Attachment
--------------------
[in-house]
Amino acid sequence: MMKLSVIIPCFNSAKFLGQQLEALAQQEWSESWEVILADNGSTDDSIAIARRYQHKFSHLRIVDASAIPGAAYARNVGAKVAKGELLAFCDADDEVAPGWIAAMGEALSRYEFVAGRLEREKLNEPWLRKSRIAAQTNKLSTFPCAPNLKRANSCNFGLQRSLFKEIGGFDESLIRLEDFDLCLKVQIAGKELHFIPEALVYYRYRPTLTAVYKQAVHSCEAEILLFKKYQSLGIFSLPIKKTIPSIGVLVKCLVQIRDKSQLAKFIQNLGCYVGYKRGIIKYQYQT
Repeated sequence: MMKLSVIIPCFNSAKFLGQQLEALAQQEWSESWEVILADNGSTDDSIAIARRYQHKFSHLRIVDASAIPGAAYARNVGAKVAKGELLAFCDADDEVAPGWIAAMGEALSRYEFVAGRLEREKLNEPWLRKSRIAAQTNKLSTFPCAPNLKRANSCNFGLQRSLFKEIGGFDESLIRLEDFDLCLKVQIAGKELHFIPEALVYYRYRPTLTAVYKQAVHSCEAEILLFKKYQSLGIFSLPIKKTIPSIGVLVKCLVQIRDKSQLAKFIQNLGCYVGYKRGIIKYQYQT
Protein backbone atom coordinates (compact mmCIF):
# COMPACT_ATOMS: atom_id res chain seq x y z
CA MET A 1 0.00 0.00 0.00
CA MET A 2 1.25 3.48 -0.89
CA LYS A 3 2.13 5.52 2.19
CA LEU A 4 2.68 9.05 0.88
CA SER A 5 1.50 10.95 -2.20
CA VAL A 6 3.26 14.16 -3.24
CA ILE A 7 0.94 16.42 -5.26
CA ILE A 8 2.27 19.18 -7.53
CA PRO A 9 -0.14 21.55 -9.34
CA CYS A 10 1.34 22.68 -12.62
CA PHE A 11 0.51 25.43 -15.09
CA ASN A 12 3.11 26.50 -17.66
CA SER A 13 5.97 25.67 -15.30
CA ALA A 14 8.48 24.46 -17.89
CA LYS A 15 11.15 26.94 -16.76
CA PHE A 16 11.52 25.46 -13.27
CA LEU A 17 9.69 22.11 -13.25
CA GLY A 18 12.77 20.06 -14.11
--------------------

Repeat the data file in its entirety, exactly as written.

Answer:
[in-house]
Amino acid sequence: MMKLSVIIPCFNSAKFLGQQLEALAQQEWSESWEVILADNGSTDDSIAIARRYQHKFSHLRIVDASAIPGAAYARNVGAKVAKGELLAFCDADDEVAPGWIAAMGEALSRYEFVAGRLEREKLNEPWLRKSRIAAQTNKLSTFPCAPNLKRANSCNFGLQRSLFKEIGGFDESLIRLEDFDLCLKVQIAGKELHFIPEALVYYRYRPTLTAVYKQAVHSCEAEILLFKKYQSLGIFSLPIKKTIPSIGVLVKCLVQIRDKSQLAKFIQNLGCYVGYKRGIIKYQYQT
Repeated sequence: MMKLSVIIPCFNSAKFLGQQLEALAQQEWSESWEVILADNGSTDDSIAIARRYQHKFSHLRIVDASAIPGAAYARNVGAKVAKGELLAFCDADDEVAPGWIAAMGEALSRYEFVAGRLEREKLNEPWLRKSRIAAQTNKLSTFPCAPNLKRANSCNFGLQRSLFKEIGGFDESLIRLEDFDLCLKVQIAGKELHFIPEALVYYRYRPTLTAVYKQAVHSCEAEILLFKKYQSLGIFSLPIKKTIPSIGVLVKCLVQIRDKSQLAKFIQNLGCYVGYKRGIIKYQYQT
Protein backbone atom coordinates (compact mmCIF):
# COMPACT_ATOMS: atom_id res chain seq x y z
CA MET A 1 0.00 0.00 0.00
CA MET A 2 1.25 3.48 -0.89
CA LYS A 3 2.13 5.52 2.19
CA LEU A 4 2.68 9.05 0.88
CA SER A 5 1.50 10.95 -2.20
CA VAL A 6 3.26 14.16 -3.24
CA ILE A 7 0.94 16.42 -5.26
CA ILE A 8 2.27 19.18 -7.53
CA PRO A 9 -0.14 21.55 -9.34
CA CYS A 10 1.34 22.68 -12.62
CA PHE A 11 0.51 25.43 -15.09
CA ASN A 12 3.11 26.50 -17.66
CA SER A 13 5.97 25.67 -15.30
CA ALA A 14 8.48 24.46 -17.89
CA LYS A 15 11.15 26.94 -16.76
CA PHE A 16 11.52 25.46 -13.27
CA LEU A 17 9.69 22.11 -13.25
CA GLY A 18 12.77 20.06 -14.11